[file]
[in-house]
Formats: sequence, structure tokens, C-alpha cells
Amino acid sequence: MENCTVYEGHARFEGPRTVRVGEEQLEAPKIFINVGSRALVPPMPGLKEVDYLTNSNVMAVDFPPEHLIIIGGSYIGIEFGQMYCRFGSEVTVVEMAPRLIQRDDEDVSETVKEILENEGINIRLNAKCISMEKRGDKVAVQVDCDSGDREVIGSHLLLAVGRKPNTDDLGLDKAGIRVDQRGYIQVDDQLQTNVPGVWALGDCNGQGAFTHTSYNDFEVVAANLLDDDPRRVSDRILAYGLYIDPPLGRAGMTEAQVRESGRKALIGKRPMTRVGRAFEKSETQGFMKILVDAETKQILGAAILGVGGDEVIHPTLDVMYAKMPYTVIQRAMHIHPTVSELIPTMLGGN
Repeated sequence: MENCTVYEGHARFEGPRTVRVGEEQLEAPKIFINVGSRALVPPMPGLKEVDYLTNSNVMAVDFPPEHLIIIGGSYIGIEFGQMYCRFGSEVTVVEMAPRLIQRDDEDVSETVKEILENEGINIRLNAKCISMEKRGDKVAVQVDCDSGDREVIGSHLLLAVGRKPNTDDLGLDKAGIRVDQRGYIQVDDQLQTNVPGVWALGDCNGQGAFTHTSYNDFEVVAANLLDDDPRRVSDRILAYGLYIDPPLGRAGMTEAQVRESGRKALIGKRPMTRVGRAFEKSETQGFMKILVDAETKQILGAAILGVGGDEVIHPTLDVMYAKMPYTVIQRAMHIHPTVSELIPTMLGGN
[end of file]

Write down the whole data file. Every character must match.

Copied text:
[in-house]
Formats: sequence, structure tokens, C-alpha cells
Amino acid sequence: MENCTVYEGHARFEGPRTVRVGEEQLEAPKIFINVGSRALVPPMPGLKEVDYLTNSNVMAVDFPPEHLIIIGGSYIGIEFGQMYCRFGSEVTVVEMAPRLIQRDDEDVSETVKEILENEGINIRLNAKCISMEKRGDKVAVQVDCDSGDREVIGSHLLLAVGRKPNTDDLGLDKAGIRVDQRGYIQVDDQLQTNVPGVWALGDCNGQGAFTHTSYNDFEVVAANLLDDDPRRVSDRILAYGLYIDPPLGRAGMTEAQVRESGRKALIGKRPMTRVGRAFEKSETQGFMKILVDAETKQILGAAILGVGGDEVIHPTLDVMYAKMPYTVIQRAMHIHPTVSELIPTMLGGN
Repeated sequence: MENCTVYEGHARFEGPRTVRVGEEQLEAPKIFINVGSRALVPPMPGLKEVDYLTNSNVMAVDFPPEHLIIIGGSYIGIEFGQMYCRFGSEVTVVEMAPRLIQRDDEDVSETVKEILENEGINIRLNAKCISMEKRGDKVAVQVDCDSGDREVIGSHLLLAVGRKPNTDDLGLDKAGIRVDQRGYIQVDDQLQTNVPGVWALGDCNGQGAFTHTSYNDFEVVAANLLDDDPRRVSDRILAYGLYIDPPLGRAGMTEAQVRESGRKALIGKRPMTRVGRAFEKSETQGFMKILVDAETKQILGAAILGVGGDEVIHPTLDVMYAKMPYTVIQRAMHIHPTVSELIPTMLGGN